Boycott swings at batsmen

Geoffrey Boycott (Gallo)
Geoffrey Boycott (Gallo)

Nottingham - England great Geoffrey Boycott was left lamenting the inability of batsmen on both sides to play the swinging ball after a remarkable start to the 2013 Ashes series saw 14 wickets fall on the first day at Trent Bridge.

After Ashes-holders England won the toss and batted in overcast conditions in Nottingham on Wednesday they were bowled out for 215, with Australia fast-medium bowler Peter Siddle taking five for 50.

But by stumps, Australia had slumped to 75 for four in reply, a deficit of 140 runs, with captain Michael Clarke - the tourists best batsman - clean bowled for a duck by a superb James Anderson delivery that angled in before moving late off the pitch.

"It's just swung in the air and there have been some awful shots," former opener Boycott, now a BBC Radio Test Match Special commentator, said.

"Playing swing is a skill - you have to see the line and play it as late as possible," explained the 72-year-old Yorkshireman, scorer of 22 Test hundreds and renowned as an outstanding defensive batsman.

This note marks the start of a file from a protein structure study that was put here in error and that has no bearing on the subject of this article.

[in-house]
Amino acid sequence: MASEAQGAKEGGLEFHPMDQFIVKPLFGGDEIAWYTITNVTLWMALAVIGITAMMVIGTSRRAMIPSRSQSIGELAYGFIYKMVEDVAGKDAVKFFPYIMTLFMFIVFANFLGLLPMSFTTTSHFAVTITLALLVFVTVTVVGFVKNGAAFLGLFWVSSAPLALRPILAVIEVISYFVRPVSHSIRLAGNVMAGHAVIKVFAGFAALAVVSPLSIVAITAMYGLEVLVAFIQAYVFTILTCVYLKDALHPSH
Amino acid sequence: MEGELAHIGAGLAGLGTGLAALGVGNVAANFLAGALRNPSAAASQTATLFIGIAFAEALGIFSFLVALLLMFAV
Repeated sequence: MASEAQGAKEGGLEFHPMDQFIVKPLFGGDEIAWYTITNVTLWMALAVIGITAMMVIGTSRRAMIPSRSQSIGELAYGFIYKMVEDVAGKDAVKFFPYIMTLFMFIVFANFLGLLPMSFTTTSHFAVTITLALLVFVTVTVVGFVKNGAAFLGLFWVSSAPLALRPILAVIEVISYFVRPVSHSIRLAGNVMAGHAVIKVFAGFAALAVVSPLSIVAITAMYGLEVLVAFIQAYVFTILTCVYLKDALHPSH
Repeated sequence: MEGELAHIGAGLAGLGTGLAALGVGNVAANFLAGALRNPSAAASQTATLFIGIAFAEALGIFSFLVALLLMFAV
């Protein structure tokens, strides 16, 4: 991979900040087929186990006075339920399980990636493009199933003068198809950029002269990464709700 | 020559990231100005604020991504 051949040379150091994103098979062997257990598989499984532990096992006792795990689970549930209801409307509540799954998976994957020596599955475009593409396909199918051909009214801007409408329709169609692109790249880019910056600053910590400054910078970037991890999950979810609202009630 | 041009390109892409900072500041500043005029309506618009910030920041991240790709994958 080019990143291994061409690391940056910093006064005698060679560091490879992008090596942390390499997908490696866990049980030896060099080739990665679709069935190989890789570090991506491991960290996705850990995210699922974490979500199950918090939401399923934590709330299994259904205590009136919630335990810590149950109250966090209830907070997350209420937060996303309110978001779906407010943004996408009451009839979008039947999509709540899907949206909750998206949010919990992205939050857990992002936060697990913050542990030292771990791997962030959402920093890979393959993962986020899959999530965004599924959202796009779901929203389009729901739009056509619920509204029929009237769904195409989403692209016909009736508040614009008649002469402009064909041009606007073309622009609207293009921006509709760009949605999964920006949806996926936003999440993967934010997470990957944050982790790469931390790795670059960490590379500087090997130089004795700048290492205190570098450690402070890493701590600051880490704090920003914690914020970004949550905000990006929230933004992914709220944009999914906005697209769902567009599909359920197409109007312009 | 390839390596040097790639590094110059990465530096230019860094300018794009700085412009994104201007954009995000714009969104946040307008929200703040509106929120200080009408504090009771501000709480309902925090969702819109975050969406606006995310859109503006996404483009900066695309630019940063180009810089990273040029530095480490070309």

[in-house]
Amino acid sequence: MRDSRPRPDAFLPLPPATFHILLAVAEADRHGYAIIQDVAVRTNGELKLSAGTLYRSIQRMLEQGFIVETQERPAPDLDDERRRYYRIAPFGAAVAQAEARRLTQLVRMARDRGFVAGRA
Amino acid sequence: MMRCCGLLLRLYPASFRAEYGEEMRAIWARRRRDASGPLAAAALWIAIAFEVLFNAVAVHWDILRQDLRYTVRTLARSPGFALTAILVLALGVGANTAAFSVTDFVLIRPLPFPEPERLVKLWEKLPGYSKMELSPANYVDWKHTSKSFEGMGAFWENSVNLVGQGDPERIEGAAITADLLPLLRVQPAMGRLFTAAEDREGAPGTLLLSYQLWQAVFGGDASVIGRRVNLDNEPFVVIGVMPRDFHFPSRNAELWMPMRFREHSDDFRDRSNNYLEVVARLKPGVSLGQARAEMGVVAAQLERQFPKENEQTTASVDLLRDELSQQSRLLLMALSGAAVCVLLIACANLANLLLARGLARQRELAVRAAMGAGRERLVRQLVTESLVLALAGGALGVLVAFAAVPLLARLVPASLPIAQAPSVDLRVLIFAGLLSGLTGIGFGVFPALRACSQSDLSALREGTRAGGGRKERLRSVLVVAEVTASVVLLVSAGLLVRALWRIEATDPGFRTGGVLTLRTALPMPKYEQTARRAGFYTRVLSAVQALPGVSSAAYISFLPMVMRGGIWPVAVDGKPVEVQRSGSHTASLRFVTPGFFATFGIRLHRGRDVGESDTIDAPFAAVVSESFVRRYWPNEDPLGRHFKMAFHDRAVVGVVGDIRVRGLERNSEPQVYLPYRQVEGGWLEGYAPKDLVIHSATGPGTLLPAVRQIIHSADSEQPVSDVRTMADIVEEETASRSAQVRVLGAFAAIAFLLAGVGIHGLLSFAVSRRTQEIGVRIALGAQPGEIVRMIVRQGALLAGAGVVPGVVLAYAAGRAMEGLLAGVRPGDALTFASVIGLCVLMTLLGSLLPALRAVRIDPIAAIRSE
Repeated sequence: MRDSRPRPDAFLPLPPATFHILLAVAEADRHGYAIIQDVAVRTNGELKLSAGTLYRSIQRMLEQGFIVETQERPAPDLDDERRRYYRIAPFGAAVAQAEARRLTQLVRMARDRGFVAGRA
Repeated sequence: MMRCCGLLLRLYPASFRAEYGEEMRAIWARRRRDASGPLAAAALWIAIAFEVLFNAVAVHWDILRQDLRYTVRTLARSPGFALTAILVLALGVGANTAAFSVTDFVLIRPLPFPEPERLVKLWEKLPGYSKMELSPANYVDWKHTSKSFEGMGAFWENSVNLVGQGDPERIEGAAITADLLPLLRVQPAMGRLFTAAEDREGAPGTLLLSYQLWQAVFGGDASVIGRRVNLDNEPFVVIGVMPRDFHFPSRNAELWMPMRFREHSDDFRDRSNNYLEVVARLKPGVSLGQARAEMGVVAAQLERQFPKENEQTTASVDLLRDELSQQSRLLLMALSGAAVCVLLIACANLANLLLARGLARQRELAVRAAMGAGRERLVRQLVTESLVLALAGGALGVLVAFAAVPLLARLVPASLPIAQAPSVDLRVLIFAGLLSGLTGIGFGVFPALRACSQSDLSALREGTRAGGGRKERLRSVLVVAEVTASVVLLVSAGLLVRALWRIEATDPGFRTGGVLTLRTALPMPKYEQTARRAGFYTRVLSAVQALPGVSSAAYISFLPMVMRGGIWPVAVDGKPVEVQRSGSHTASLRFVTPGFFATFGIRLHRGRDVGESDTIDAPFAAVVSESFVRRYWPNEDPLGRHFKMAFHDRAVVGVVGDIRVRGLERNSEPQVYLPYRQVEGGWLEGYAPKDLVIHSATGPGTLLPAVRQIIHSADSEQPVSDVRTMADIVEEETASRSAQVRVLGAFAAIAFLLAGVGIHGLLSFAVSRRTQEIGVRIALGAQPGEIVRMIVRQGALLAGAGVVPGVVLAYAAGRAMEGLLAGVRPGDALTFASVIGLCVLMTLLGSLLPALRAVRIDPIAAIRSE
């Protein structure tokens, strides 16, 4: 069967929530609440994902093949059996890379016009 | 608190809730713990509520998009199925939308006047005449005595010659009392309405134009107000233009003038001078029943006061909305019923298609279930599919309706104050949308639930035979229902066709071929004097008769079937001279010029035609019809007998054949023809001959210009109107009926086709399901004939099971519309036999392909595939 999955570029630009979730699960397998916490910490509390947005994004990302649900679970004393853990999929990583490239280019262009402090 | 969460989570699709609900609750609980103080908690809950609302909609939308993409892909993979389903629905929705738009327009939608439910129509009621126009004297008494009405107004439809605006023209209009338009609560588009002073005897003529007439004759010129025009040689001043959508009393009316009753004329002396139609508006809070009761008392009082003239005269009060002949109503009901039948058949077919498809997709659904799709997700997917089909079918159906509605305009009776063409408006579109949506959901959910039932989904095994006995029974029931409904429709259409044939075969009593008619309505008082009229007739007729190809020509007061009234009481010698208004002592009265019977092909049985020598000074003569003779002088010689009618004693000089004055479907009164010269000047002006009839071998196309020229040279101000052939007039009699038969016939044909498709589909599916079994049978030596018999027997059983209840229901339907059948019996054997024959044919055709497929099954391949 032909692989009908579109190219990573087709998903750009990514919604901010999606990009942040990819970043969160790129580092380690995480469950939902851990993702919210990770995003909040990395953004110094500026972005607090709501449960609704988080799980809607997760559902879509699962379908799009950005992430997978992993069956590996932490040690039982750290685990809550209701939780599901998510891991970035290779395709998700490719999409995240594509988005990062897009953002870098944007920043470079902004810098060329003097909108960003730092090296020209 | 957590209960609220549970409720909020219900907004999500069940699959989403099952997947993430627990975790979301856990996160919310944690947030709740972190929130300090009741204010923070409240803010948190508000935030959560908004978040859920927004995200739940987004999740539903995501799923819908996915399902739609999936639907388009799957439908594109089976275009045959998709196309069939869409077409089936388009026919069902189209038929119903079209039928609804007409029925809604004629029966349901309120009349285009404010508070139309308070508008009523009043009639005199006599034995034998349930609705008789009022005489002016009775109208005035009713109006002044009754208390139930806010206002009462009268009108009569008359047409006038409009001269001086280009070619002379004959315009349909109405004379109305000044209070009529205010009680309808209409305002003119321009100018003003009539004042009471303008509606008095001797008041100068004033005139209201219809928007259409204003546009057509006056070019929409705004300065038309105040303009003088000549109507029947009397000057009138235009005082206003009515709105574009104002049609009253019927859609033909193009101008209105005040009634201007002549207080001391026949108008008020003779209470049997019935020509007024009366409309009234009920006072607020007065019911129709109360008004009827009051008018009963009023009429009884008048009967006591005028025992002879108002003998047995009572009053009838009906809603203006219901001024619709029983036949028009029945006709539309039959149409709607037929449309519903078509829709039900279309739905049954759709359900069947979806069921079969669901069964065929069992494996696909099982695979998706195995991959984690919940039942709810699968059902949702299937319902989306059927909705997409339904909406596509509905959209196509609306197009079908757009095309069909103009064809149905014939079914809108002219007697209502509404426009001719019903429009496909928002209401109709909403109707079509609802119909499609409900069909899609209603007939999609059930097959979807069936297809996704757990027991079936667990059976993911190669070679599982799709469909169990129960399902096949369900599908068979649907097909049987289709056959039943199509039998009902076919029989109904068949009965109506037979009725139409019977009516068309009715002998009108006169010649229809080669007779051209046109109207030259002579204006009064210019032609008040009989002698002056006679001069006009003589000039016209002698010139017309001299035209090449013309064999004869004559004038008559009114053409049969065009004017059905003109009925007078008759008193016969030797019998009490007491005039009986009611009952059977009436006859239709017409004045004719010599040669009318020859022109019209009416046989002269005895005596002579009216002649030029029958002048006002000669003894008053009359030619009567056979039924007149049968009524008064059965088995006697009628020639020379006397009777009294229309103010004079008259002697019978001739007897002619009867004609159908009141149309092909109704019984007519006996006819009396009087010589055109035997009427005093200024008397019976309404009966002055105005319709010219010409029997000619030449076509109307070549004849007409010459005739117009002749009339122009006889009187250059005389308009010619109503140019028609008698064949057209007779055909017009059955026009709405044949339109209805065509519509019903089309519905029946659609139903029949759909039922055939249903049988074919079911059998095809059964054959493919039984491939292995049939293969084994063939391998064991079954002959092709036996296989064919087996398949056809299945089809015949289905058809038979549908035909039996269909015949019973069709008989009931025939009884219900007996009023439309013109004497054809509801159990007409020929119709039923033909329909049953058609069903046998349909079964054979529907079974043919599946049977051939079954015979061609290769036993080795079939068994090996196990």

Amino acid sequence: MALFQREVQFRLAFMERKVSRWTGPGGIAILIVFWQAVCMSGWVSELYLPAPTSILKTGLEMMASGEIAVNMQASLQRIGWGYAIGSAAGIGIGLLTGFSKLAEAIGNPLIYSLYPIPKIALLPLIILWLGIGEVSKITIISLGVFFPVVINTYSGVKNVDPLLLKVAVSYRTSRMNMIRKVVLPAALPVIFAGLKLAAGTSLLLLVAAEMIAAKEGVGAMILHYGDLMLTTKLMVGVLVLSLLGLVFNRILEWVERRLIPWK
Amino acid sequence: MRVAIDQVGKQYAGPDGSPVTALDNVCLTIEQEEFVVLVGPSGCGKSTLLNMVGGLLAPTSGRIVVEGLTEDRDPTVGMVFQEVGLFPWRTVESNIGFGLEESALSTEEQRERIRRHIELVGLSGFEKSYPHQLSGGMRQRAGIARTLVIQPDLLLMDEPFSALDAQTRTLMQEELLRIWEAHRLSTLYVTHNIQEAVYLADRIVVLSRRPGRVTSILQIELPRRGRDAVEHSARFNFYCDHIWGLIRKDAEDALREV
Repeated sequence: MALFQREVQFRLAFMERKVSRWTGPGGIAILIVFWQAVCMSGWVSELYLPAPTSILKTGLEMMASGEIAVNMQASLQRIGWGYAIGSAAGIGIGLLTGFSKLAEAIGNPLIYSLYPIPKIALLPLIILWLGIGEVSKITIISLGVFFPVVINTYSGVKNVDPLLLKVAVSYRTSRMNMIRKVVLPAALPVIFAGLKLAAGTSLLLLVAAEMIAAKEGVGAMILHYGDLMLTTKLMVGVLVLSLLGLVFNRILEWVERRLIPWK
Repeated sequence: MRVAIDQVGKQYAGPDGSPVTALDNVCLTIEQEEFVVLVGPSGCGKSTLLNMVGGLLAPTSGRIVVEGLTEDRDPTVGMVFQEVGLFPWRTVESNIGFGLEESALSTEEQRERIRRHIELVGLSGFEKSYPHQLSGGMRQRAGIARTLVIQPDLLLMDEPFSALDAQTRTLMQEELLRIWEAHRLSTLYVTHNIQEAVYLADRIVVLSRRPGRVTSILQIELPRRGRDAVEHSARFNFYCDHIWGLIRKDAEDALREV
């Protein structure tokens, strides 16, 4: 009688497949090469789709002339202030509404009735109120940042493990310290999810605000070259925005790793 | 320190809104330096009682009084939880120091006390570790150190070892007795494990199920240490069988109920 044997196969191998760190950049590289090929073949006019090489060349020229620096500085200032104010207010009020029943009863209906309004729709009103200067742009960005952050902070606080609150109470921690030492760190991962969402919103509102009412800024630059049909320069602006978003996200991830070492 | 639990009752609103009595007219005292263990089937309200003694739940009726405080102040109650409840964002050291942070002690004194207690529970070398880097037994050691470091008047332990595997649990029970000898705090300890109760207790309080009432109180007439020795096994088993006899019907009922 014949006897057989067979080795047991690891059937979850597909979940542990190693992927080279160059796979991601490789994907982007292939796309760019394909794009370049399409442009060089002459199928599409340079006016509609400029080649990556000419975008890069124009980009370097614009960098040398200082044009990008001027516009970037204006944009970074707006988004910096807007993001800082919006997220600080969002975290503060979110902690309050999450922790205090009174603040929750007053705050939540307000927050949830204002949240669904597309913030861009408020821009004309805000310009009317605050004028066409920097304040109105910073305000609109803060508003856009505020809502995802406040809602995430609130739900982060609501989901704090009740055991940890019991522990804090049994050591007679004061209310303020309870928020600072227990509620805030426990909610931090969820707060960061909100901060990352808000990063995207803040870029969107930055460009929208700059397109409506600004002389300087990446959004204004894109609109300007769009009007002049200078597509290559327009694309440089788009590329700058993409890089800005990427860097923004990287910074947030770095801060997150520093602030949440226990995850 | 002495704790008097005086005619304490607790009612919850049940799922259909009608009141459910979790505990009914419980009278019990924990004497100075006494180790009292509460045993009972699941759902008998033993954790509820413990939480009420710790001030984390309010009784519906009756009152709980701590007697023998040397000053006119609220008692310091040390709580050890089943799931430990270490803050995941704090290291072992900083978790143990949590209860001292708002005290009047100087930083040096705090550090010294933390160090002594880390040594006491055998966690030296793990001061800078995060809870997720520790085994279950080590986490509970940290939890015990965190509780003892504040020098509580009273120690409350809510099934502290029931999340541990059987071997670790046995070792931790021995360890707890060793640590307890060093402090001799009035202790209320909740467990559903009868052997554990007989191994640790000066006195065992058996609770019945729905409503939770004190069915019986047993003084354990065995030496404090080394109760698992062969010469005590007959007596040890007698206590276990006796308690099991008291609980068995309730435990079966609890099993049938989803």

"Michael Clarke was dismissed by an absolute corker but a lot of batsmen on both sides gave their wickets away."

No England batsman made more than Jonathan Trott's 48. The South Africa-born No 3 looked in good touch until, to his visible disgust, he played on to a wide delivery from Siddle.

"Jonathan Trott's dismissal was one of the most disappointing because he had played so well to get to 48," said Boycott.

"He was so confident in his footwork he was moving about in his crease as Peter Siddle bowled. He looked like he was on for a big one until he tried to chase a ball that was very wide. He would have struggled to get to that with a stump, never mind a bat."

Yet again, England made a poor start with the bat to a Test series and a frustrated Boycott said: "It's been happening too often, where England collapse in the first innings of the first Test match of a series.

"It has happened against New Zealand, India, Pakistan and even Sri Lanka. It's got to be a mental thing."

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